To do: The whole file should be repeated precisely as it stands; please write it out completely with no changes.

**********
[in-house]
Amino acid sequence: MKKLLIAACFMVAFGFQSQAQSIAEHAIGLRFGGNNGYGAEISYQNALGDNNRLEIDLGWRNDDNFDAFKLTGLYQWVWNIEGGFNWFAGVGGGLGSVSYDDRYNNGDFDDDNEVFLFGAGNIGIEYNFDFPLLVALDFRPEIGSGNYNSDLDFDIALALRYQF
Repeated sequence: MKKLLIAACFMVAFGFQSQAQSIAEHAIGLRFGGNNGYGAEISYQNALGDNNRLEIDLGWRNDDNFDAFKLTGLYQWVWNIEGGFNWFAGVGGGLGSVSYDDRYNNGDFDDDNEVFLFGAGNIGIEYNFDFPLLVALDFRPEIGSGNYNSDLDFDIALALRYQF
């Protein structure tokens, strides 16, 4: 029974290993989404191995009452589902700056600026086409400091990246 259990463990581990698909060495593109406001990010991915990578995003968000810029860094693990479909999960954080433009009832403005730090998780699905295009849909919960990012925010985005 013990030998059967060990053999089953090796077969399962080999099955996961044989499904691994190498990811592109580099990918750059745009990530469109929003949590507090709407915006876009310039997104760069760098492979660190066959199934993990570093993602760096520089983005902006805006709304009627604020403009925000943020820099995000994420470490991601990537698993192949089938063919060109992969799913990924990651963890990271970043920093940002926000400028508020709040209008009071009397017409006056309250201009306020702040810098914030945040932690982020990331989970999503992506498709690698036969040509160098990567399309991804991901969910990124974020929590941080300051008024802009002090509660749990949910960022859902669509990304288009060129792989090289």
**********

[in-house]
Amino acid sequence: MKKLLIAACFMVAFGFQSQAQSIAEHAIGLRFGGNNGYGAEISYQNALGDNNRLEIDLGWRNDDNFDAFKLTGLYQWVWNIEGGFNWFAGVGGGLGSVSYDDRYNNGDFDDDNEVFLFGAGNIGIEYNFDFPLLVALDFRPEIGSGNYNSDLDFDIALALRYQF
Repeated sequence: MKKLLIAACFMVAFGFQSQAQSIAEHAIGLRFGGNNGYGAEISYQNALGDNNRLEIDLGWRNDDNFDAFKLTGLYQWVWNIEGGFNWFAGVGGGLGSVSYDDRYNNGDFDDDNEVFLFGAGNIGIEYNFDFPLLVALDFRPEIGSGNYNSDLDFDIALALRYQF
């Protein structure tokens, strides 16, 4: 029974290993989404191995009452589902700056600026086409400091990246 259990463990581990698909060495593109406001990010991915990578995003968000810029860094693990479909999960954080433009009832403005730090998780699905295009849909919960990012925010985005 013990030998059967060990053999089953090796077969399962080999099955996961044989499904691994190498990811592109580099990918750059745009990530469109929003949590507090709407915006876009310039997104760069760098492979660190066959199934993990570093993602760096520089983005902006805006709304009627604020403009925000943020820099995000994420470490991601990537698993192949089938063919060109992969799913990924990651963890990271970043920093940002926000400028508020709040209008009071009397017409006056309250201009306020702040810098914030945040932690982020990331989970999503992506498709690698036969040509160098990567399309991804991901969910990124974020929590941080300051008024802009002090509660749990949910960022859902669509990304288009060129792989090289």